Someone had clearly been watching those recent French New Wave films and taking cues from Godard and Truffaut. Specifically, director John Schlesinger, one imagines, and he does a British version very well here. Billy Fisher is a chronic dreamer (I can only imagine he was an inspiration for Wes Anderson’s own arch-fantasist Fischer) who just can’t be honest with anyone, least of all himself. It’s the 1960s and the film opens with a montage of modern housing estate developments; Billy lives in a northern city and works at a (literal?) dead-end job, not doing very well there. There’s an energy to Billy, as he bounces around the city from one failure to another, playing off his various fiancées, and enduring his parents’ scorn. There’s also a lovely role for Julie Christie, and while any character who has Julie Christie in love with him and doesn’t immediately ditch everything else to be with her is clearly a moron, Courtenay still manages to work up quite a bit of winsome charm. He’s still an idiot, though and his parents aren’t wrong.
FILM REVIEW: Criterion Collection
Director John Schlesinger | Writers Keith Waterhouse and Willis Hall (based on the novel by Waterhouse) | Cinematographer Denys Coop | Starring Tom Courtenay, Helen Fraser, Julie Christie | Length 98 minutes || Seen at a friend’s home (DVD), London, Sunday 25 September 2016
I’ve been reading B. Ruby Rich’s memoirs and essay collection from her time in the 1970s and 1980s as a feminist film critic (Chick Flicks) and as she discusses Sally Potter’s breakthrough film work, I thought it timely to watch her first feature, much though I’ve had the DVD on my shelves for the past five years. It wasn’t exactly a success at the time, and looking at it you can understand why: it defiantly avoids anything commercial or saleable. It’s a deeply impenetrable film with a dissociative editing style that seems to hint at many issues and flirt with many different genres, to the extent that it’s generically unclassifiable. Comments on the packaging call it a sci-fi musical, though it doesn’t have any song setpieces and it’s sci-fi to extent of making our world seem alien. You could add in period drama to the mix pretty easily (the Icelandic landscapes and scenes of panning for gold, along with some ballroom costume sequences), but perhaps it could be called a psychodrama of identity, and what it means to be a woman within the recursive forms of filmed illusionism. I mean, perhaps? I don’t even know for sure, but I do know that I’ll need to watch it again to get some sense. In the meantime, for those looking at it but not following along easily (as I was), it’s a gorgeous film to look at, with some of the most spectacular black-and-white images from any film, thanks to its cinematographer (and Chantal Akerman collaborator) Babette Mangolte.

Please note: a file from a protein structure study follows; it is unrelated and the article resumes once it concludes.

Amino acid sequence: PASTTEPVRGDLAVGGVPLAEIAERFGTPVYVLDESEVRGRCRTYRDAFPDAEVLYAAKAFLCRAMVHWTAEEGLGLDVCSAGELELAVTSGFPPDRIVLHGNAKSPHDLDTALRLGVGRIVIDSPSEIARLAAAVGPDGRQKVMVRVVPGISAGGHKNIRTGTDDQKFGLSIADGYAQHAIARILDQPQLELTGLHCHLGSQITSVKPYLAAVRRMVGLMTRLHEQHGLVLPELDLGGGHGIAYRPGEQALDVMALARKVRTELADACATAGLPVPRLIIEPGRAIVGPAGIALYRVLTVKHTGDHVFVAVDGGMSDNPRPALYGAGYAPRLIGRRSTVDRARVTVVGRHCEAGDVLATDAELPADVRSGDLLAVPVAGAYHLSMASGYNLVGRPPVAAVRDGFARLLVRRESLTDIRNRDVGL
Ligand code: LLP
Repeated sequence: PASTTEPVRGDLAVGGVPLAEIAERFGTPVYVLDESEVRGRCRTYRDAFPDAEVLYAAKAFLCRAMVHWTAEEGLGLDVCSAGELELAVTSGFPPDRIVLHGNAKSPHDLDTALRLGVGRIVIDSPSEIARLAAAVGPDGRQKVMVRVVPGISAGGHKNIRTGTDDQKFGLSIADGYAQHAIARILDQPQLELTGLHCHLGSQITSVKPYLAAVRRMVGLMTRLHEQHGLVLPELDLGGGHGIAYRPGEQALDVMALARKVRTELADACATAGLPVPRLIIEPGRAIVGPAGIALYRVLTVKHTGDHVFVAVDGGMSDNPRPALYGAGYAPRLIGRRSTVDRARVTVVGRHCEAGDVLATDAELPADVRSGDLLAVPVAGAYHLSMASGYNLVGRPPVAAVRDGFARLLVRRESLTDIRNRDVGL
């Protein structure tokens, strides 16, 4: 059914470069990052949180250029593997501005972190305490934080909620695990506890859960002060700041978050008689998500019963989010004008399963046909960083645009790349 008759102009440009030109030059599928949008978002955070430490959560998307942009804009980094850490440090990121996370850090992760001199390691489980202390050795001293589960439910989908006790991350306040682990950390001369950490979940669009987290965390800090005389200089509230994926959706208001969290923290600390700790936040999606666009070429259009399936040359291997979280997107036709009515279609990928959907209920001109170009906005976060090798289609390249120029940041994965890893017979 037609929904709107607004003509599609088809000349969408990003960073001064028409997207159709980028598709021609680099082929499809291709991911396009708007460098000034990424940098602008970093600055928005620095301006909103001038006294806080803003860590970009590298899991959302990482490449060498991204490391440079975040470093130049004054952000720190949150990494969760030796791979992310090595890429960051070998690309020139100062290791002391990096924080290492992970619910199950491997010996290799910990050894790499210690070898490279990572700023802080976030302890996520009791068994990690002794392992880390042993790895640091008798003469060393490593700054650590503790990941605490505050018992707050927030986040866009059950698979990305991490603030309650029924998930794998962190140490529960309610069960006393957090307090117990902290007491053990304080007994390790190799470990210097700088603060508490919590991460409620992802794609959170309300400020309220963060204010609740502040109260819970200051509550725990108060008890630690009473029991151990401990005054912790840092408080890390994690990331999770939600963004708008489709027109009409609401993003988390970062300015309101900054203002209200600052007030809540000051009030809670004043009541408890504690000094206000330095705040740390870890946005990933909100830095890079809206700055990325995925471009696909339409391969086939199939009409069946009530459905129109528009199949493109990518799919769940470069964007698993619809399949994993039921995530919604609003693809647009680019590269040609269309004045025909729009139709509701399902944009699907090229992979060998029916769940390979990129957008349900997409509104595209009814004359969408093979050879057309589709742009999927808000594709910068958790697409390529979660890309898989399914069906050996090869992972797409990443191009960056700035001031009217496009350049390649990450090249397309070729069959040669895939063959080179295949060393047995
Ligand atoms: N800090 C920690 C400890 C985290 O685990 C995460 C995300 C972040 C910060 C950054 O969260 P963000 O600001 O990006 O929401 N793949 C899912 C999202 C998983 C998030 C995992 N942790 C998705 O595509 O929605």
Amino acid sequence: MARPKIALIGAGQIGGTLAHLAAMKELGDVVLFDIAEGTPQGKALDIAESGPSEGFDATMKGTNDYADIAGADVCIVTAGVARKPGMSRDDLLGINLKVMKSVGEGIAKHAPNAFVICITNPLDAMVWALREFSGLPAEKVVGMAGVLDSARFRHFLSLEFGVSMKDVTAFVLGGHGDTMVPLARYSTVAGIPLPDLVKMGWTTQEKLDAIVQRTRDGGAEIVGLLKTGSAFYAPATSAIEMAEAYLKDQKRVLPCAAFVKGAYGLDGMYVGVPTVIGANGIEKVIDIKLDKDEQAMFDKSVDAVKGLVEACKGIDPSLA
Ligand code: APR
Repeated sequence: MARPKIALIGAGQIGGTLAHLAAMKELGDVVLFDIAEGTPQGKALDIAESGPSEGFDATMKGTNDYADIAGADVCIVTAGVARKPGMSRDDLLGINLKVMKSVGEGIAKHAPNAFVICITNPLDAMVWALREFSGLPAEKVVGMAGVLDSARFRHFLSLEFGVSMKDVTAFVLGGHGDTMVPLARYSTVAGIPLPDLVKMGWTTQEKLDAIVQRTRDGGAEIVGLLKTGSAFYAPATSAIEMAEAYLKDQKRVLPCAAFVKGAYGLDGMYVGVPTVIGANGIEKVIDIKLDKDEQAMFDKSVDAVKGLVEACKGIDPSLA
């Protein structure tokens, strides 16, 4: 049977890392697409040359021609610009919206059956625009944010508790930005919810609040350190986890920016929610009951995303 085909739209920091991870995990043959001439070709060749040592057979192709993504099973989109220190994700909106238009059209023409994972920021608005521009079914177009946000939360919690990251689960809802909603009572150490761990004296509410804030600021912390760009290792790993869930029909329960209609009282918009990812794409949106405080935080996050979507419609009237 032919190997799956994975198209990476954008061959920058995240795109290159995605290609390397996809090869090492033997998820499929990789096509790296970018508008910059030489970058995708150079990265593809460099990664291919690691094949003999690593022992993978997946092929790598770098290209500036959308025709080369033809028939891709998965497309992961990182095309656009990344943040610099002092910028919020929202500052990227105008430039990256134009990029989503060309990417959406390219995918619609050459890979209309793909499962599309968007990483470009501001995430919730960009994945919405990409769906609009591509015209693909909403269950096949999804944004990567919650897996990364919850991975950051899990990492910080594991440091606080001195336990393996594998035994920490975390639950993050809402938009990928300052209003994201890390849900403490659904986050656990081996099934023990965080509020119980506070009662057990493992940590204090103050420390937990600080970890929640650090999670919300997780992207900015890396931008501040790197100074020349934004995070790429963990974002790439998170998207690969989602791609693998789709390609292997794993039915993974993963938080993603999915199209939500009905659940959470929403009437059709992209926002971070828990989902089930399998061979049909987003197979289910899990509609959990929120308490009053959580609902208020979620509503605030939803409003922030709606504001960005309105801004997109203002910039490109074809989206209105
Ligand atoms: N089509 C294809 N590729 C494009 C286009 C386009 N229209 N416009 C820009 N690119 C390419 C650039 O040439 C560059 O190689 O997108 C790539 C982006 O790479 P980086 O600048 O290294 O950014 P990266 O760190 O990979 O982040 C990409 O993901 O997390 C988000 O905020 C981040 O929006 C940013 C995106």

Director Sally Potter | Writers Lindsay Cooper, Rose English and Sally Potter | Cinematographer Babette Mangolte | Starring Julie Christie, Colette Laffont | Length 89 minutes || Seen at home (DVD), London, Wednesday 19 August 2015